12. 12. Calvin Habasonda 3-Mar-12SUPERVISORY VS. REGULATORY APPROACH Prudential supervision based on regulatory rules It is an assessment of quality of the bank’s balance sheet and loans at a point in time Determining whether the bank meets capital requirements and restrictions on asset holdings It is reactive“In today’s world, financial instruments and markets are innovating at such a rate that banks and their staff can take significant risks rapidly while remaining within the boundaries of regulations, which cannot develop at same rate due to general regulatory and legislative process. This renders the regulatory process impotent against such risks since it only looks at the books of the bank at one point in time”. 12
  13. 13. Calvin Habasonda 3-Mar-12SUP VS. REG CONTINUEDSupervisory approach Builds on the regulatory approach. Assesses management’s ability to set and administer its own policies of risk management; Quality of oversight provided by the Board of Directors and senior management; Adequacy of policies and limits for activities that present significant risk; Quality of risk measurement and monitoring systems; Adequacy of internal controls to prevent fraud or unauthorized activities; 13
  14. 14. Calvin Habasonda 3-Mar-12RESTRICTIONS ON ASSET HOLDINGS AND ACTIVITIES In US – banks are not allowed to hold common stock In many other countries banks are not allowed to make major investments without the prior approval of the central bank or supervisor Regulations may also restrict banks from engaging in commercial activities through licensing Banks are restricted in order to prevent them from taking on too much risk 14
  15. 15. Calvin Habasonda 3-Mar-12SEPARATION OF BANKING AND OTHER FINANCIAL SERVICE ACTIVITIES Depends on the development of the market Effectively restricts the government safety net to Banking Limits an otherwise unfair competitive advantage 15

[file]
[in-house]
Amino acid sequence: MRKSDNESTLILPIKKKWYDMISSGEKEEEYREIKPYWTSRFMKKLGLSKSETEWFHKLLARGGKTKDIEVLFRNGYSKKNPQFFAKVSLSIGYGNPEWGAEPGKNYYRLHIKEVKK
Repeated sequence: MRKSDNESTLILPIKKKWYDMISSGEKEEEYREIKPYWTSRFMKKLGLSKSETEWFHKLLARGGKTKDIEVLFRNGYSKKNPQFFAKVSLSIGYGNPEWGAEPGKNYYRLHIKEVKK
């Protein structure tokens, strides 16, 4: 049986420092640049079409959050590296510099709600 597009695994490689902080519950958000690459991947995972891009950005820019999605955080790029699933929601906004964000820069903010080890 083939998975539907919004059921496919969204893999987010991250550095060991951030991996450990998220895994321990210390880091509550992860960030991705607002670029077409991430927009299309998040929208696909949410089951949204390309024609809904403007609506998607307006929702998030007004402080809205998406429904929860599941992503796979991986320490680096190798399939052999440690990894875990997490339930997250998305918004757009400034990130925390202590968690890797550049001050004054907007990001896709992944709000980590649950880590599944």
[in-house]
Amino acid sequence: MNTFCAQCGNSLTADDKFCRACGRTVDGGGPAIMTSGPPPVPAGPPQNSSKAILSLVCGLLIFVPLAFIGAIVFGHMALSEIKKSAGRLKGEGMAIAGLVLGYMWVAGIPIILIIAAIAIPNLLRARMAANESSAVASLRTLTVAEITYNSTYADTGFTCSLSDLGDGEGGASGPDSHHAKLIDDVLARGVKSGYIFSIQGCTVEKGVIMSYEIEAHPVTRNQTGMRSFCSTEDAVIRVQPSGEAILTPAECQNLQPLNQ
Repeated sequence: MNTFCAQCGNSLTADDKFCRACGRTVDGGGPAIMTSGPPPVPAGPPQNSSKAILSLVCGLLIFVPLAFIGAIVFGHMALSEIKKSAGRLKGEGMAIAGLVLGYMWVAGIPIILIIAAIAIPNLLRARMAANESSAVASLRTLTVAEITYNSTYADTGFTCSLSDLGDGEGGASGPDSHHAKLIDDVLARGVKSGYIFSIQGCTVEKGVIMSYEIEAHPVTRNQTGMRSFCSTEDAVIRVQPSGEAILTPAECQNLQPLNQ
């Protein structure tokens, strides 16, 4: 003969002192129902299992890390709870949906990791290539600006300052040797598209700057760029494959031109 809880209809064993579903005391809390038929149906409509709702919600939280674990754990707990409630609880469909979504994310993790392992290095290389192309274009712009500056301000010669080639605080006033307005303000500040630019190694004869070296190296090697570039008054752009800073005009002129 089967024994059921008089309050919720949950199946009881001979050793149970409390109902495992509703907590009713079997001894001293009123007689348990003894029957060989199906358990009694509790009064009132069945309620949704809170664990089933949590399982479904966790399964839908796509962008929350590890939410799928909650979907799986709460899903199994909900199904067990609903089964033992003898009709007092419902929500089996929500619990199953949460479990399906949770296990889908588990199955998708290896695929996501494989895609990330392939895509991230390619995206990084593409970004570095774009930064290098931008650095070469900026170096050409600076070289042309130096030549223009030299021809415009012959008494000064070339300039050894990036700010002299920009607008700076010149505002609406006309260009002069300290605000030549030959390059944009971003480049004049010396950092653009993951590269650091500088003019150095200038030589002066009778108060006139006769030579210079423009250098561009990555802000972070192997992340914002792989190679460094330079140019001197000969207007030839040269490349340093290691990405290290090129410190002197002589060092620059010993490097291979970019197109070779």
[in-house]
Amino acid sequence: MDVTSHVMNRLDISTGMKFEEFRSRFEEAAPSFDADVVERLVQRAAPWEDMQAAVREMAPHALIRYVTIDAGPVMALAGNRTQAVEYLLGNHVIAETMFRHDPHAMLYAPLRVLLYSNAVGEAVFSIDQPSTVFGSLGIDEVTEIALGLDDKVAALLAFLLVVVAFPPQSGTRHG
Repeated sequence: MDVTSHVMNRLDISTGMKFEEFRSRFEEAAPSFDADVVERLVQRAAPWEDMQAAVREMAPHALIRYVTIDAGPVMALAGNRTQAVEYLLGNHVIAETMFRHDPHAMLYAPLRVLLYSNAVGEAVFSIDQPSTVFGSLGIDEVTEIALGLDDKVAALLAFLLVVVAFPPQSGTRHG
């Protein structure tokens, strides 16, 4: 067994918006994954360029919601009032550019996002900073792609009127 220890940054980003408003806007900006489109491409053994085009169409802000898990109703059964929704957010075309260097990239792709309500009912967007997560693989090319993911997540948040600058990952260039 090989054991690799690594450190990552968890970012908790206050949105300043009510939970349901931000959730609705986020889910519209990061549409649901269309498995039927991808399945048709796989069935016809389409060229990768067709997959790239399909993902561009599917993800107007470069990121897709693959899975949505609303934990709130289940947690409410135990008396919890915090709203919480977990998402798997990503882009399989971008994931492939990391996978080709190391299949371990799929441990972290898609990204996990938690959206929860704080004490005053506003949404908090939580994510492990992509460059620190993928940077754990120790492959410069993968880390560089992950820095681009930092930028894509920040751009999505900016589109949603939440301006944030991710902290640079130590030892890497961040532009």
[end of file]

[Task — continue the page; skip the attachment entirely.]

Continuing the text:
16. 16. Calvin Habasonda 3-Mar-12RESTRICTIONS ON COMPETITION Take four forms  Separation of banking and non-banking business  Limitation of foreign banks entering the market  Branching restrictions  Ceilings on interest rates charged or paid 16
  17. 17. Calvin Habasonda 3-Mar-12DISCLOSURE REQUIREMENTS Requires adherence to suitable accounting standards  International Accounting Standards/International Financial Reporting Standards  BIS/IMF and other international reporting needs Transparency at both systemic and individual level  Borrowers have an obligation to fairly report their activities  Banks have an obligation to fairly report their commissions and fee structures and to  fairly disclose to the public their financial statements The system itself should be relatively transparent  — Sanctions should be public information  — The aggregate condition of the system should be 17
  18. 18. Calvin Habasonda 3-Mar-12PRINCIPAL AGENCY ISSUE The principal (depositors) expect that the regulator will: Allow only fit and proper bank management into the system; Impose sufficiently high capital requirements as a first level of defense; Set restrictions on holding risky assets; Perform stringent examinations on a regular basis; Close insolvent institutions in a timely manner. 18
  19. 19. Calvin Habasonda 3-Mar-12PRINCIPAL V AGENT CONTINUED The agent, for fear of being blamed for financial difficulties, is prone to do the opposite “regulatory forbearance”. This is in the hope that the financial system will work through its problems in a form of bureaucratic gambling. Regulatory forbearance takes many forms:  Allow unqualified management to remain in place rather than face public scandal;  Allow insolvent banks to remain open after failure to meet capital standards;  Merge insolvent banks creating one big bad bank out of two; and  Allow banks to violate rules and regulations without adequate sanction. 19